This was one of the first trails I hiked after moving here. My husband took our older kids on an outing, so it was just me and my little toddler. I hoisted her in the baby backpack and we took off. I had heard about Poo Poo Point from a friend, but somehow ended up taking the long way (this trail) to it instead of the Chirico trail. I also made a couple wrong turns at the beginning, where I got a taste of how interconnected and expansive the Tiger Mountain trail system is. I think I ended up hiking about 12 miles that day. 
Since then, we have learned that the High School Trail is an excellent place to start hikes to many parts of Tiger Mountain. One is the Bus Trail, an extremely well-maintained, flat trail that surprises you with the skeleton of a large old city bus.  This trail can also be accessed from the parking lot as West Tiger #3 (the first in this post). 
The High School trail can be a connector for a variety of relatively flat loops around the mountain (Adventure Trail, Puget Power, Wetlands Trail, among others). Many hikers and runners do a combination of these to get trail mileage and beautiful scenery with relatively little elevation gain.
This was me and my little lady after my meandering first jaunt up the High School Trail. Thankfully, she carries her own weight, now. :)

I-90/Snoqualmie Area

Rattlesnake Ledge
Distance: 4 miles round-trip
Elevation Gain: 1160 ft
Age Suitability: Great for any age that can manage the distance. Trail is well-maintained and has great footing. The "ledges" at the top are exactly that, though, and require a firm grip on little-ones.
Access: I-90 Exit 32, turn right on 436th Ave SE. Parking lot  does NOT require a special pass. 
I love this picture of my boys. Can you tell they are gifted honor students?!? 

Rattlesnake Ledge is arguably the most popular hike in King County. I believe this is partially because of its easy access and the fact that no special pass is required, but mostly because hikers can enjoy such incredible views after only 2 miles and 1160 feet of ascent.
Many people stop at the lower ledge, which is a large outcropping of rocks with some deep fissures between. On sunny days hikers will hang out there for snacks and photos enjoying the 180 degree views.  However, a few more minutes up the trail will take you to a less scary but just as (maybe more) expansive view without as much fear of losing a child in a crevasse.

Twin Falls Trail
Distance: 3-3.5 miles round-trip, depending on where you start.
Elevation Gain: 500 feet
Age Suitability: Older toddlers on up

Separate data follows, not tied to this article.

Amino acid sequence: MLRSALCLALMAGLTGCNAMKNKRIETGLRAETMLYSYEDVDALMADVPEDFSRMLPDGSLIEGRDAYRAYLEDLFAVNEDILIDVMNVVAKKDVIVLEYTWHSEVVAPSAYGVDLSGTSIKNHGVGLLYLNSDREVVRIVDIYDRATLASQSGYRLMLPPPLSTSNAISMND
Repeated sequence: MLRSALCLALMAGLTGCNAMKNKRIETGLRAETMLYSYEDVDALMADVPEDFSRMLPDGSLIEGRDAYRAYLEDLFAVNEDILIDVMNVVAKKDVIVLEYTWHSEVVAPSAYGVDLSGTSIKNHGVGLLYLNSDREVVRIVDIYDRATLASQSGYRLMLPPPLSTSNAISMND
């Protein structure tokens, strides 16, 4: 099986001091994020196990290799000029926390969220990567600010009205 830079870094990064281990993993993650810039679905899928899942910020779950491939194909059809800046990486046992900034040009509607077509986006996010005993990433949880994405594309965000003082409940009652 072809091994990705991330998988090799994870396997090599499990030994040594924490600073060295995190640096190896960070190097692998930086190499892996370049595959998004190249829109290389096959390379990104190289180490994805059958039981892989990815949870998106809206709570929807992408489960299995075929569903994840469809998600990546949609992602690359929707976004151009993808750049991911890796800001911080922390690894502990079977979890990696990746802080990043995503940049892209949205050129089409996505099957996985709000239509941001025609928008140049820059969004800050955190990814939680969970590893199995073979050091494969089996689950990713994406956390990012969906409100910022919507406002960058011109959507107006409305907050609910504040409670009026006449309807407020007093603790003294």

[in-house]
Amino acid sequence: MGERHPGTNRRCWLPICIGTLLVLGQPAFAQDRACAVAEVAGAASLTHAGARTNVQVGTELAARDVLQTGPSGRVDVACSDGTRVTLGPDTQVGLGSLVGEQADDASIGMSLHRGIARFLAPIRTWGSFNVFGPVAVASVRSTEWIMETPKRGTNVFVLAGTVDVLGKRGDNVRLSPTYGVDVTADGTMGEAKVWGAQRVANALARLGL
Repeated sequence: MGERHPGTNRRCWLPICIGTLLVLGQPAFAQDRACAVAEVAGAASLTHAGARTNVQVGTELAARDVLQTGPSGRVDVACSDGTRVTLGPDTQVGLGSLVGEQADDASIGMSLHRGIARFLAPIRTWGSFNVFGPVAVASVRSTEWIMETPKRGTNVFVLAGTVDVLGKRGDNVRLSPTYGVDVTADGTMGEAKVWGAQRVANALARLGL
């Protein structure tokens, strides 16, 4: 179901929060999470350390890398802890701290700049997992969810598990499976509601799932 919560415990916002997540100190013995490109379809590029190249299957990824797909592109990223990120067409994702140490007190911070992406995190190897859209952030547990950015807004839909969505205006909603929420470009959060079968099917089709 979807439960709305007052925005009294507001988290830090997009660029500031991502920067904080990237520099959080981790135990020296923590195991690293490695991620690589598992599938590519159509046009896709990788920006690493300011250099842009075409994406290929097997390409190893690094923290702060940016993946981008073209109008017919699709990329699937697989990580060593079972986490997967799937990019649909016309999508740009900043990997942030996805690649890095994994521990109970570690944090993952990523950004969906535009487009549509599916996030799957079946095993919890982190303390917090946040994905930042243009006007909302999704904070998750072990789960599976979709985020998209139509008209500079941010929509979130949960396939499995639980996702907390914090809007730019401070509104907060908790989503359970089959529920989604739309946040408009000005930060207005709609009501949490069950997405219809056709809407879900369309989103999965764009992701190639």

Access: Preferred start is via I-90 Exit 34 (7600 SE 159th St, North Bend), but check WTA trip reports for trail conditions. It can also be accessed via Exit 38 at Homestead Valley Trail head. This way will take you to the falls, but isn't quite as fun or pretty, and is a bit longer. Either starting point requires a Discover Pass. 

Twin Falls is so named because of the "two" waterfalls you reach. They could be called one with a step between them, but they are impressive however you number them. The hike from the main parking lot starts along the South Fork of the Snoqualmie River.  My kids could spend hours just playing along the banks. It proceeds with a gradual ascent through a beautiful old-growth rainforest that receives significantly more rain than Seattle proper (about 20 inches/year more).  The fact that most of this falls during the winter makes these falls most impressive during the colder, wetter months. 
As you approach the falls, a trail goes down steeply to a couple of viewing platforms. These are worth the walk back up; they present an excellent view of the falls, and the lower one gets sprayed when the falls are full. 
Once you get back up to the main trail, you'll soon cross a nice bridge over the falls. This is generally where the hike is considered to end, though the trail keeps going and eventually meets up with the Iron Horse Trail. 

Mount Rainier

Carbon River Trail to Ipsut Creek Campground
Distance: 10 miles round-trip
Elevation Gain: 400-ish feet
Age Suitability: Any who can make the distance. The trail is wide and safe--but long.
Access: Carbon River Entrance to Mount Rainier National Park via SR 410 to SR 165

The Carbon River Trail has become a go-to hike for my family.  We have hiked, biked, and backpacked along it during all seasons of the year.  Since it is the lowest-elevation entrance to Mt. Rainier NP, it is the most likely to be snow-free during the winter. It CAN have snow, though.  But even with snow, it is usually hikable, (especially if you have good boots and gaiters) because it is wide and mostly flat. 
The hike was a road until 2006, when flooding caused enough damage that the park decided to close it to vehicle traffic. This decision had 2 fortunate results for families who enjoy the outdoors: (1) The trail is open to bicycle traffic--the only trail in Mt Rainier NP that allows bikes, and (2) The Ipsut Creek Campground is now the nicest backpacking campground around, complete with picnic tables, bear boxes, and bathrooms! This was our family's first location for a family backpacking trip, and we loved it!
The trail begins in an old-growth rainforest and follows the Carbon River, offering beautiful views of the foothills surrounding Mt. Rainier about 3 miles in.  Summer hiking offers some off-shoot trails to waterfalls and high lakes, but they are either inaccessible or not easily accessed during winter months. 

Rainforest Nature Trail at Carbon River
Distance: 0.5 miles round trip
Elevation Gain: 80 feet
Age Suitability: Anyone
Access: Carbon River Entrance to Mount Rainier National Park via SR 410 to SR 165
This short nature hike showcases the mossy, lichen-filled old-growth rainforest created by the floodplain of the Carbon river.  It is a self-guided tour with many species labeled, and endless flora (and maybe some fauna--but less in the winter) to see. 

Black Diamond/Enumclaw

Franklin Ghost Town
Distance: 2.5 miles round-trip
Elevation Gain: 200 feet
Age Suitability: Toddlers on up. A few parts require hand-holding.
Access: Via WA-169 S into the city of Black Diamond. Turn left on Lawson and go about 4 miles to road-side parking.